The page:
Add the cider to a primary fermenter with plenty of head space (don’t fill more than ¾ full). We recommend that you add ¼ teaspoon of potassium metabisulfite per 5 gallons of cider at this point to prevent your cider from spoiling or turning to vinegar. Add the sulfite by measuring out the powder, dissolving it in a little warm water, and then stirring it into the cider. You should add this same amount each time you rack (siphon) your cider.

You may add sugar to increase the specific gravity (and the final alcohol content) of your cider. If you choose not to add sulfite, the specific gravity should be over 1.060 to reduce the chance that your final cider will spoil. 1 gallon of juice can be raised 5 degrees or .005 on the specific gravity scale by adding 2.25 oz. of granulated sugar. 9 oz. of sugar is approximately 1 rounded cup and will raise 1 gallon of juice .020 degrees specific gravity.

No crab or highly tannic apples are added to our any of our blends, so you may want to add 1 tsp. of tannin per 5 gallons (optional).

Before adding your yeast, allow the cider to reach room temperature (at least 65 deg F), and make sure it has been at least 3 hours since you added the sulfite. Add 1 packet of yeast for each 5 gallons. You can use a fresh liquid cider yeast from Wyeast or White Labs, or a white wine, mead, ale or lager yeast. If using dry yeast, sprinkle it evenly across the surface of the juice. Do not stir. Add the lid loosely to the fermenter or attach an airlock (partially filled with water) and seal the lid. Primary fermentation should begin in 24-36 hours and should finish in 5-9 days.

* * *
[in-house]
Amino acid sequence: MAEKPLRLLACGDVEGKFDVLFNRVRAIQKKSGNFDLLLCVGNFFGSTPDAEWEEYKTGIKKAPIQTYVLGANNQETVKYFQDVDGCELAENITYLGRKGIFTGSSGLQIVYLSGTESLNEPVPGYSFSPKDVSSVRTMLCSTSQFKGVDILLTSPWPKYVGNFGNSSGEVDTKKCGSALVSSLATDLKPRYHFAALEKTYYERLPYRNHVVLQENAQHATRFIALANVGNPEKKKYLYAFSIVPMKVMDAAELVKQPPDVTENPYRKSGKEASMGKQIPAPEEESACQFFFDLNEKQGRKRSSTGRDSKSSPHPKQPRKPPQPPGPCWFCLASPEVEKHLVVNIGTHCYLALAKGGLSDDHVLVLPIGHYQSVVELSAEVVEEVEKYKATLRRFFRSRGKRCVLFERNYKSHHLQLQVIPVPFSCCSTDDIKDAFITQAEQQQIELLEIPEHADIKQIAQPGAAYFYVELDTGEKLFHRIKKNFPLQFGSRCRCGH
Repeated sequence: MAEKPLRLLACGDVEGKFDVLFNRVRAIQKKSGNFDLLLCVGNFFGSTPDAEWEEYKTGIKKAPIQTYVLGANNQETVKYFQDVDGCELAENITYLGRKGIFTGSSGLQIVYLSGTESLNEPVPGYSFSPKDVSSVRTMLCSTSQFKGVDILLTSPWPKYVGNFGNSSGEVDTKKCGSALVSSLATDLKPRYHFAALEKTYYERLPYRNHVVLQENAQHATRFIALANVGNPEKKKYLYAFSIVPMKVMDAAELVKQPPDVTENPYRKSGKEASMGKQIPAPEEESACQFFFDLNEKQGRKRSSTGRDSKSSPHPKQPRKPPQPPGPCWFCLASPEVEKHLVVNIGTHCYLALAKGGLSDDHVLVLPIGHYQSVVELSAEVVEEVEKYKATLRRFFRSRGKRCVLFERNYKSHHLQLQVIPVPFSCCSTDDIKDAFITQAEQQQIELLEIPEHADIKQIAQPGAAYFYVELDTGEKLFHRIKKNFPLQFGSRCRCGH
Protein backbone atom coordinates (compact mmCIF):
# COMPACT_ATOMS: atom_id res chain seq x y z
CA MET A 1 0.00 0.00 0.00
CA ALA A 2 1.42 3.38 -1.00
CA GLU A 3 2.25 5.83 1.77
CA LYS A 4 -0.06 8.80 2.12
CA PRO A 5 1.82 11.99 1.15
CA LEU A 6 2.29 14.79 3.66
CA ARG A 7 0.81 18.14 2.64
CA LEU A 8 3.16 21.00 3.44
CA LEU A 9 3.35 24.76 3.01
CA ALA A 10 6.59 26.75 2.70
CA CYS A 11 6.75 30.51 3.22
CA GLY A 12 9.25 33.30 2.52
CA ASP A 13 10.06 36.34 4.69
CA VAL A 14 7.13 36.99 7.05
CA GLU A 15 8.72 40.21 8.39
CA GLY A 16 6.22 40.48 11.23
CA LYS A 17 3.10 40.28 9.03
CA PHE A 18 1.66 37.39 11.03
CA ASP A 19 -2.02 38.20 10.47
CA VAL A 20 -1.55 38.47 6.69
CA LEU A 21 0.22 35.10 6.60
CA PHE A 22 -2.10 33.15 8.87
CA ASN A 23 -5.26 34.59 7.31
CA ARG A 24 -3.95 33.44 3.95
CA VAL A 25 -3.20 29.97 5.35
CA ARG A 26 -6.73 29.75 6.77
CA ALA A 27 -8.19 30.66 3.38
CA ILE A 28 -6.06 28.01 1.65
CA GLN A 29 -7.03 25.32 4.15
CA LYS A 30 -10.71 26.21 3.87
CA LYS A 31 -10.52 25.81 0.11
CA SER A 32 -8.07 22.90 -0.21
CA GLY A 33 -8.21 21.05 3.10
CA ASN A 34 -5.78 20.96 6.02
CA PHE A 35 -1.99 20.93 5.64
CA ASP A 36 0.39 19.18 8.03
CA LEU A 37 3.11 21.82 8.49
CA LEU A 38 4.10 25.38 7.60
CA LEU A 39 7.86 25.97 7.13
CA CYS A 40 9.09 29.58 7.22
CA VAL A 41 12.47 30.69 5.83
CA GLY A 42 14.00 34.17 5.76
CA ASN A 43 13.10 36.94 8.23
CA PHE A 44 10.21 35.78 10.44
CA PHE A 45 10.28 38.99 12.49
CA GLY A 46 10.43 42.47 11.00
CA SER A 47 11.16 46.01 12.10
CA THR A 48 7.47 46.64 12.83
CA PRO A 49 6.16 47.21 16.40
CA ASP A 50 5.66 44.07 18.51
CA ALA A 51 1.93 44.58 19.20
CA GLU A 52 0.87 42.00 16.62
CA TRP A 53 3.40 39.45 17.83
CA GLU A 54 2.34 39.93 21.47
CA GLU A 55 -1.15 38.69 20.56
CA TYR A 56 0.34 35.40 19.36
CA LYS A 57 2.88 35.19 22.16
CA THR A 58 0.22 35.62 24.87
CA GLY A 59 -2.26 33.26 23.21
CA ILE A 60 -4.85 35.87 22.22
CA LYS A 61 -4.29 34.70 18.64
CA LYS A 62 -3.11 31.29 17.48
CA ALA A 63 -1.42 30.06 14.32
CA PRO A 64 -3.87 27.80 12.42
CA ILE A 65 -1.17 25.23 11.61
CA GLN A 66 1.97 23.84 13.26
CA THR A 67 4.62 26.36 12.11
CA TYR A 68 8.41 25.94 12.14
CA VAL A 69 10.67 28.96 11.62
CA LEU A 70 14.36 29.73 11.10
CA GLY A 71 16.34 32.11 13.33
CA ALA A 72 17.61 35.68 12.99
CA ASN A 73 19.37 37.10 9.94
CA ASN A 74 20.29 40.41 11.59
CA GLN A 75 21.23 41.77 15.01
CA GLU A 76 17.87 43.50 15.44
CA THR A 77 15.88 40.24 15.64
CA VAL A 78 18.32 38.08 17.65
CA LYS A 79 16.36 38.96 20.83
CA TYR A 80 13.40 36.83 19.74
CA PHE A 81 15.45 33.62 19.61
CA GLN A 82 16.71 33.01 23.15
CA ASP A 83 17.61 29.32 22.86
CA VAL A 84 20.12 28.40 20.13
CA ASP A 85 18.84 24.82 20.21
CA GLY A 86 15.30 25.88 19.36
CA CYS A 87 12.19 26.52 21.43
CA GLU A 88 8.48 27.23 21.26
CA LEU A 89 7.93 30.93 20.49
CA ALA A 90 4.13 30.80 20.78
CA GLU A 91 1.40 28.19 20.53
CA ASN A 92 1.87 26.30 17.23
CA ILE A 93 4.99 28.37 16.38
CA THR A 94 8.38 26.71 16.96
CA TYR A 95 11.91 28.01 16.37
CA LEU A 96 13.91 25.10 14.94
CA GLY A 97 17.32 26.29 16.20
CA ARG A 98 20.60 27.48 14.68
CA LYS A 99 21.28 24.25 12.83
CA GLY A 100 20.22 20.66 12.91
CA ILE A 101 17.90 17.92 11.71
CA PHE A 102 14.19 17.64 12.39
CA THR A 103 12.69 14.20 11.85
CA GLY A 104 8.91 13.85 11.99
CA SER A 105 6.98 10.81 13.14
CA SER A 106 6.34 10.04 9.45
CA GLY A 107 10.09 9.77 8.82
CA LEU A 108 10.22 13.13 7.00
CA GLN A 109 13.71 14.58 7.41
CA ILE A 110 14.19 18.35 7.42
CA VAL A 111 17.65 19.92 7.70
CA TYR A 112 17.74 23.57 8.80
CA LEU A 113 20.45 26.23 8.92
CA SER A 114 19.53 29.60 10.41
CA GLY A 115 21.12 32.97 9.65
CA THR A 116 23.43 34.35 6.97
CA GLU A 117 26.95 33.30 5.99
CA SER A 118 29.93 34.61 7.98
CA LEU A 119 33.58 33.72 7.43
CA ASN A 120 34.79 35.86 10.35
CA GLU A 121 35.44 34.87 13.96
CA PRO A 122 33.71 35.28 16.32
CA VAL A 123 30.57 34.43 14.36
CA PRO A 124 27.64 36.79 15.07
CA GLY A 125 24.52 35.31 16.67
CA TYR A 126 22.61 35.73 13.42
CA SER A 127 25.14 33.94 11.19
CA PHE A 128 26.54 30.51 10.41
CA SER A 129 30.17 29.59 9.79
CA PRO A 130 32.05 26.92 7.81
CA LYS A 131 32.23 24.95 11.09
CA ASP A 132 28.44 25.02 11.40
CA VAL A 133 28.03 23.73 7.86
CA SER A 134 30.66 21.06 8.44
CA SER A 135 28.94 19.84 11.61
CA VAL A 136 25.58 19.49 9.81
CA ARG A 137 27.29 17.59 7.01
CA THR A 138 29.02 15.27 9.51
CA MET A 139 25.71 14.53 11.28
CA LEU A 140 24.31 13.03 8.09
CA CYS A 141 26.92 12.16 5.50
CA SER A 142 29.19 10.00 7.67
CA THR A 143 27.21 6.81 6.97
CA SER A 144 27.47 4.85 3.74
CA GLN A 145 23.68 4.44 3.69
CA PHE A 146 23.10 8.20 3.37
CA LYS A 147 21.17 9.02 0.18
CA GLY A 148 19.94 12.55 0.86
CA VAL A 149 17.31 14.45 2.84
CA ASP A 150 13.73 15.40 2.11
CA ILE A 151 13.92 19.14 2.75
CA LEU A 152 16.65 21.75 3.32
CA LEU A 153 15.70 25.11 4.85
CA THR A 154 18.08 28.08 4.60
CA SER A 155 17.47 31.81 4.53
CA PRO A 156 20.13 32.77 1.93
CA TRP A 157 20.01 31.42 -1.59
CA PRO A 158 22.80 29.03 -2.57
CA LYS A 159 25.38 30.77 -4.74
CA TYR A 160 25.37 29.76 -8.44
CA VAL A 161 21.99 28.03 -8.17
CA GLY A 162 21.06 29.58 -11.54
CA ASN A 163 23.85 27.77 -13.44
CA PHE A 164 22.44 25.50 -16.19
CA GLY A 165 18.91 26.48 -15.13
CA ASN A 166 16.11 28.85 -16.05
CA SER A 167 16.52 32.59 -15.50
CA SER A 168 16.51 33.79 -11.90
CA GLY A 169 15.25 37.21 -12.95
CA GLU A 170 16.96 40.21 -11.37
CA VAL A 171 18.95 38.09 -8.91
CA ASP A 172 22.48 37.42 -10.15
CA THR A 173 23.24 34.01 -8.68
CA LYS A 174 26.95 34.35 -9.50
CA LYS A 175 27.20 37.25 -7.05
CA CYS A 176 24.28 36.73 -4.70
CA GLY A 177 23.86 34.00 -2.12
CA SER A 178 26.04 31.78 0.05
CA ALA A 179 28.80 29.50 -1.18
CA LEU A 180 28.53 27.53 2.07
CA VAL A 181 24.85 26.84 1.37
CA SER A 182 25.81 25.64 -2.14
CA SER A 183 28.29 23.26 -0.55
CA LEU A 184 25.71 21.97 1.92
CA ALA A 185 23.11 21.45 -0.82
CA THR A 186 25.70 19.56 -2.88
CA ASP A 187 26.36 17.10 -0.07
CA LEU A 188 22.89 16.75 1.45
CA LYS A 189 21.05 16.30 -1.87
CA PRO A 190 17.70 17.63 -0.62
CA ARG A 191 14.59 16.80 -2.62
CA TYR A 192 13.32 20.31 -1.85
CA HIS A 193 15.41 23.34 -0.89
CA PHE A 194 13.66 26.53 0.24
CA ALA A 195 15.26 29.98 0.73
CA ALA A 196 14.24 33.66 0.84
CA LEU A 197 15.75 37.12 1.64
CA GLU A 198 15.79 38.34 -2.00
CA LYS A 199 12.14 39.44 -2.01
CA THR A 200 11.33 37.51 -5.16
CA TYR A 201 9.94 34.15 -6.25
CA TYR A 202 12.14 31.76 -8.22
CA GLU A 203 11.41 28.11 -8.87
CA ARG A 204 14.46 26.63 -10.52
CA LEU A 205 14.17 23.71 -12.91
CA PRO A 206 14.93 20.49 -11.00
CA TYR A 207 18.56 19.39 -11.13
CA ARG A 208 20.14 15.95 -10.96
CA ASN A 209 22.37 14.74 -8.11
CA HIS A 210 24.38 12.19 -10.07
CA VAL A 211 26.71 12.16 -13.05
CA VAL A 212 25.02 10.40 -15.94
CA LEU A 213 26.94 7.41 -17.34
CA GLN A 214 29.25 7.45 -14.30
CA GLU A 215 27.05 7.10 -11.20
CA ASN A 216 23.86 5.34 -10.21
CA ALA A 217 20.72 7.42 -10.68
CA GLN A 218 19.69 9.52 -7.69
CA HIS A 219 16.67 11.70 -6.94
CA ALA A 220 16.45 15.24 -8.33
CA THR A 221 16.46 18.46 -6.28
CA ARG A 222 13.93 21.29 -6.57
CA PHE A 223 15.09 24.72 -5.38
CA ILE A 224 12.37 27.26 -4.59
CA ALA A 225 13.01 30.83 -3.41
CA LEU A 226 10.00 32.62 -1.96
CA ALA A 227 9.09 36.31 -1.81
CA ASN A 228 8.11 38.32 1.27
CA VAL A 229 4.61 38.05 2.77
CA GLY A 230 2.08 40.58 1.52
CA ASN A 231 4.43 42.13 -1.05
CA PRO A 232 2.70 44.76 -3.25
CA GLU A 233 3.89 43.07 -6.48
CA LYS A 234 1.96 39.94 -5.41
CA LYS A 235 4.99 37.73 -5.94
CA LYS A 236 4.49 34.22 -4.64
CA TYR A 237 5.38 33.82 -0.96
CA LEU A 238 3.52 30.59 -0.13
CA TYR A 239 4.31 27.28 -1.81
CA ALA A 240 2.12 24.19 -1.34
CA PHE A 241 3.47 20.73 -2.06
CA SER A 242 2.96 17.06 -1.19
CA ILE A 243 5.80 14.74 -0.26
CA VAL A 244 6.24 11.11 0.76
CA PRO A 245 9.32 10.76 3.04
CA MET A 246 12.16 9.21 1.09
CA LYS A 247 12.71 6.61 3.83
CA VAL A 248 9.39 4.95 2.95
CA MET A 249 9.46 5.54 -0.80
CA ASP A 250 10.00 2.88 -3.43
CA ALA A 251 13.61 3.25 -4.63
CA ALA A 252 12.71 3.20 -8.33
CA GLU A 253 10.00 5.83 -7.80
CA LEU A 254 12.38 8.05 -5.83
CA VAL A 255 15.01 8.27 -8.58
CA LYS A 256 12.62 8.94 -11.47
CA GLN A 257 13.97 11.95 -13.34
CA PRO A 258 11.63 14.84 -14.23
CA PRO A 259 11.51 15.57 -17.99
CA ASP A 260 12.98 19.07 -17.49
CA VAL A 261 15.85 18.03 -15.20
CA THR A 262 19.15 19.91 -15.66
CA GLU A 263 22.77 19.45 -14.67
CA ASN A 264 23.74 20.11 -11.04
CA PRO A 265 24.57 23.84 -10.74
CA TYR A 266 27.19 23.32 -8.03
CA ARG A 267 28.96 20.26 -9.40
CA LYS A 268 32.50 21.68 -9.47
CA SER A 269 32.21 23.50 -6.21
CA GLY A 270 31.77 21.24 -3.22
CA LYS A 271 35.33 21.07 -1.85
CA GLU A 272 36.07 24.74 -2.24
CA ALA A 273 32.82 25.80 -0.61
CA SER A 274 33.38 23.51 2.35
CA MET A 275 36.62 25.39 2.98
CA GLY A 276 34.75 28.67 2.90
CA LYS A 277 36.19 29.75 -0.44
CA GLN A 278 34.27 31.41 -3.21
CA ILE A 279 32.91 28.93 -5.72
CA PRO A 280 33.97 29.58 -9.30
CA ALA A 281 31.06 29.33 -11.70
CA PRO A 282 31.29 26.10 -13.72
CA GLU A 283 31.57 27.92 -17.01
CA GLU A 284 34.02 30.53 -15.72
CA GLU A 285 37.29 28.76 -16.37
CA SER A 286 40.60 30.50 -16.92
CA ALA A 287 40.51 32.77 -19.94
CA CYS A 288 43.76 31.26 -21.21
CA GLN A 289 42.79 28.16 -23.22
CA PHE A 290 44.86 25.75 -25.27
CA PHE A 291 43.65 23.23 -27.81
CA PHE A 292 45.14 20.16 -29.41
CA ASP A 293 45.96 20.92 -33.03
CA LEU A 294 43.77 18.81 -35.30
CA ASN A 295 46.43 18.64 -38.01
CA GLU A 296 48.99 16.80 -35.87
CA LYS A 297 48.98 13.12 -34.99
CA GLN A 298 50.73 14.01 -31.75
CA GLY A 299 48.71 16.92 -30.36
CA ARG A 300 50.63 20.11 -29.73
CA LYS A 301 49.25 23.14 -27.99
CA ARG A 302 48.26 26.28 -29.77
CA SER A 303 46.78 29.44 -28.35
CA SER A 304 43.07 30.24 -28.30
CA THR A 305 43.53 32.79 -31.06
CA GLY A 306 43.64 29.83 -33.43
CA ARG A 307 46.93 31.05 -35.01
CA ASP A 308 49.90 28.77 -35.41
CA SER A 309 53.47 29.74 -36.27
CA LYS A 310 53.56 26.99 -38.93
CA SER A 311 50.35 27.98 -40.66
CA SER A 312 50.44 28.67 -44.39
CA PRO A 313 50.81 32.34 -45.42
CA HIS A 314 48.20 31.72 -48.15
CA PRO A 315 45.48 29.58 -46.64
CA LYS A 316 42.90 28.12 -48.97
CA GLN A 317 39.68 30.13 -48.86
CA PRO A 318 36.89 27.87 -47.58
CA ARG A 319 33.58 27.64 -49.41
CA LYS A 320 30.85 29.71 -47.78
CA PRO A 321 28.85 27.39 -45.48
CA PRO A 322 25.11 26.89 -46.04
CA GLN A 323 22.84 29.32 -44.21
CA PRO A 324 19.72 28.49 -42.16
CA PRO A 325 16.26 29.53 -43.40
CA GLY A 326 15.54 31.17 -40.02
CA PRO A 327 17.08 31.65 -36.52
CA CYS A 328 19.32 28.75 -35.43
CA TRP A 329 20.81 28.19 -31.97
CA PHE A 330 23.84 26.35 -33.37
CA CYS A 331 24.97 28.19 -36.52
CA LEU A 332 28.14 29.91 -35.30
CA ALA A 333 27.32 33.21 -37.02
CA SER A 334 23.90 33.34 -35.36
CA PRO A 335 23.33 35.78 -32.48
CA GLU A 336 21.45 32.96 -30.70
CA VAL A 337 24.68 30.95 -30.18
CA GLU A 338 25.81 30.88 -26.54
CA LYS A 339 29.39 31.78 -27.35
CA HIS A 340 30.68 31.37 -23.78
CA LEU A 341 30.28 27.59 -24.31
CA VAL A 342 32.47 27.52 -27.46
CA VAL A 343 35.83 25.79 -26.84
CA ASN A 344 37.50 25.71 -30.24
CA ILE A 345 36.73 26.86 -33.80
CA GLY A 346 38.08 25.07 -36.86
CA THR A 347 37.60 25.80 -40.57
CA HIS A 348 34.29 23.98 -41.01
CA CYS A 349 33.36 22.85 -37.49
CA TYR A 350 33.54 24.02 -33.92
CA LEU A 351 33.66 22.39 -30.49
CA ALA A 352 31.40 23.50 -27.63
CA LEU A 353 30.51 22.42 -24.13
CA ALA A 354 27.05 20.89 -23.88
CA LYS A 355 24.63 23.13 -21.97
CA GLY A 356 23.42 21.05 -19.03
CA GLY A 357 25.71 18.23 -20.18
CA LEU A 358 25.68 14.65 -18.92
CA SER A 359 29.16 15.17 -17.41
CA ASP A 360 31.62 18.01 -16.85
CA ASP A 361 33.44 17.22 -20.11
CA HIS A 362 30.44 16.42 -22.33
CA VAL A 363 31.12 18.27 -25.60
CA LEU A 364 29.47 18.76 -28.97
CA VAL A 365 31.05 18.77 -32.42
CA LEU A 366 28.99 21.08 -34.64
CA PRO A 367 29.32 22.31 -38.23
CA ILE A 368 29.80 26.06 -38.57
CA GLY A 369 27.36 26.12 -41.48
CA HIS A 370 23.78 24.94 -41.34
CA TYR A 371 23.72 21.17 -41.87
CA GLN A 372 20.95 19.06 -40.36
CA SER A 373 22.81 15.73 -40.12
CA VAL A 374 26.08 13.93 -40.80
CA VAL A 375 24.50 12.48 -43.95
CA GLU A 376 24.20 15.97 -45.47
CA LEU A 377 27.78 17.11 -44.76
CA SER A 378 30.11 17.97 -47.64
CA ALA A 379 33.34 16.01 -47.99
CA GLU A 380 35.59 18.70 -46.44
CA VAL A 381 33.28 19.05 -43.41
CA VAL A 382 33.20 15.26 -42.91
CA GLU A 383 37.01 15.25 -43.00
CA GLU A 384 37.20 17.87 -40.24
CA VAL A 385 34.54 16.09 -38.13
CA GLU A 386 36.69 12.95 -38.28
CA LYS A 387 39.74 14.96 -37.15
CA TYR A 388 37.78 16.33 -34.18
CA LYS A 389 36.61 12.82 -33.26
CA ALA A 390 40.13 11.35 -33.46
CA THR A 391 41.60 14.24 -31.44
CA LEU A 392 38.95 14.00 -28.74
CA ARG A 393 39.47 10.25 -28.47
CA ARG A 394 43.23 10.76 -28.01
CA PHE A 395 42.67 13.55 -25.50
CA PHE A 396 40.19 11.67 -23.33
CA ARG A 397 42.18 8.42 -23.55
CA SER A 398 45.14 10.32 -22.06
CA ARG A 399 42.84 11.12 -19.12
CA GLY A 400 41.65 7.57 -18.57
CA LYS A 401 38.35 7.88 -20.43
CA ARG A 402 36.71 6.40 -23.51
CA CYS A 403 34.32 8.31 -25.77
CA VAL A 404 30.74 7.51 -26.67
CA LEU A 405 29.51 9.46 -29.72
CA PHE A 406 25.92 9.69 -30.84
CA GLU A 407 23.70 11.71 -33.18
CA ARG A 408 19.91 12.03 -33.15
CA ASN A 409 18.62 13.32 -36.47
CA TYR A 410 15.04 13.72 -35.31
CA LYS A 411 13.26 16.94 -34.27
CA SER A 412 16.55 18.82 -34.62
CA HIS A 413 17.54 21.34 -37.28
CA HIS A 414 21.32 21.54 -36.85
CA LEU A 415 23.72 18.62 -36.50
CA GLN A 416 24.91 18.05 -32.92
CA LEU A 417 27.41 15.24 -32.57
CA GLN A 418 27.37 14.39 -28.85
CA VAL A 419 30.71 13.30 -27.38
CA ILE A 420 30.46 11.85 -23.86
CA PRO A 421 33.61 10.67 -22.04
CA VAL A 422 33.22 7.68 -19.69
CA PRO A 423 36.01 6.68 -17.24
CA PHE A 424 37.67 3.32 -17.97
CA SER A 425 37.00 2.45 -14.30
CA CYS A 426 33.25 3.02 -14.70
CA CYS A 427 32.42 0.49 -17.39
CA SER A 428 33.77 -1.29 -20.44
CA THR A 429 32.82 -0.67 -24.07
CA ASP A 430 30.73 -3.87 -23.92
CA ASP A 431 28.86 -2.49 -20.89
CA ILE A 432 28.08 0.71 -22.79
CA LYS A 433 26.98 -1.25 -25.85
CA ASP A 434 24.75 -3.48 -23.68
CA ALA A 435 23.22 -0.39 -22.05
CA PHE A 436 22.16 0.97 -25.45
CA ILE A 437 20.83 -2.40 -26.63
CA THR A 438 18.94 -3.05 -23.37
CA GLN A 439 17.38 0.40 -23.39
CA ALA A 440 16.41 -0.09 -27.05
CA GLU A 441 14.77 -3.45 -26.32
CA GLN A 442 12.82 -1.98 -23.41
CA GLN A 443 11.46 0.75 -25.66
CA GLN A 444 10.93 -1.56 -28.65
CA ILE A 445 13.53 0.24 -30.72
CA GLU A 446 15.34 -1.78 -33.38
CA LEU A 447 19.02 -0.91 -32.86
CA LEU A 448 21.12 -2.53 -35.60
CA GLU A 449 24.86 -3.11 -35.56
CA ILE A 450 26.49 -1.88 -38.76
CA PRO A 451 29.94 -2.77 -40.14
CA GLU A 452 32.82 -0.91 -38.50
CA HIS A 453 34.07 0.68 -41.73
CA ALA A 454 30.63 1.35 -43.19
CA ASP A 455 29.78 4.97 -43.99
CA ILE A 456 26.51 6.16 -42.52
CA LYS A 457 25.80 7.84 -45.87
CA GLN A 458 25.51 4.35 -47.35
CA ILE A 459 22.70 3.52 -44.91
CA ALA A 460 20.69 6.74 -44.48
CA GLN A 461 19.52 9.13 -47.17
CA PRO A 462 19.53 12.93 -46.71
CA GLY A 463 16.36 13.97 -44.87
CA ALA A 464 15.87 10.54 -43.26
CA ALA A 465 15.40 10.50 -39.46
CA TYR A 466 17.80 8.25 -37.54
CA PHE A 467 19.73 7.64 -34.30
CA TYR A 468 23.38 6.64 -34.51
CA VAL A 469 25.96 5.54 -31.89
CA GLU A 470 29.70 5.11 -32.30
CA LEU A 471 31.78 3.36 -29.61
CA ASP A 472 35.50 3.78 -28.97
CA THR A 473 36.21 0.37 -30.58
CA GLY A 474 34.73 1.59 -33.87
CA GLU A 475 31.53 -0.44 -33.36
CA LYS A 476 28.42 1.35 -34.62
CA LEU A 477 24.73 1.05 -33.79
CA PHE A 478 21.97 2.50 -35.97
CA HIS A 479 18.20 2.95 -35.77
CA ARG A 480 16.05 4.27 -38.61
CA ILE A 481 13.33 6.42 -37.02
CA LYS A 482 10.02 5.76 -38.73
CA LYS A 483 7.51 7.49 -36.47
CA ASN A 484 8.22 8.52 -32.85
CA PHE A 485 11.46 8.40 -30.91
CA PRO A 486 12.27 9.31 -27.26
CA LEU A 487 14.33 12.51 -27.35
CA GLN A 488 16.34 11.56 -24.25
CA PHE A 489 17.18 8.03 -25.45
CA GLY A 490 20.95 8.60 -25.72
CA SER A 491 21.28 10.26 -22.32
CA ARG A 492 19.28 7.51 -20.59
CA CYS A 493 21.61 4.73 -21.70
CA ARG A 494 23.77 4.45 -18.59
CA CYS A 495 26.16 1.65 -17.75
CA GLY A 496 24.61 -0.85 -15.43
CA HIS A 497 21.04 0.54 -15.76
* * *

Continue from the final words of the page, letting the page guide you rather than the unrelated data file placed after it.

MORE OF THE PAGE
After the fermentation slows down, you should rack the cider into a clean carboy and attach a stopper and an airlock. While bulk aging cider, the carboy should always be filled close to the top (~ 1″ from the stopper). Secondary fermentation will now occur, and can take up to 30 days. You will know it is done when the carbon dioxide gas bubbling through the airlock stops. At that point you may rack the cider off the sediment into a clean carboy and add more sulfite. Cider generally benefits from bulk aging for an extended time period, but you can finish and bottle as you see fit.

Ask us for more information if you’d like your hard cider to be either sweet or sparkling.

We have a great book on cider making that can provide you with more information and recipes: Cider-Making: Using & Enjoying Sweet & Hard Cider by Annie Proulx and Lew Nichols.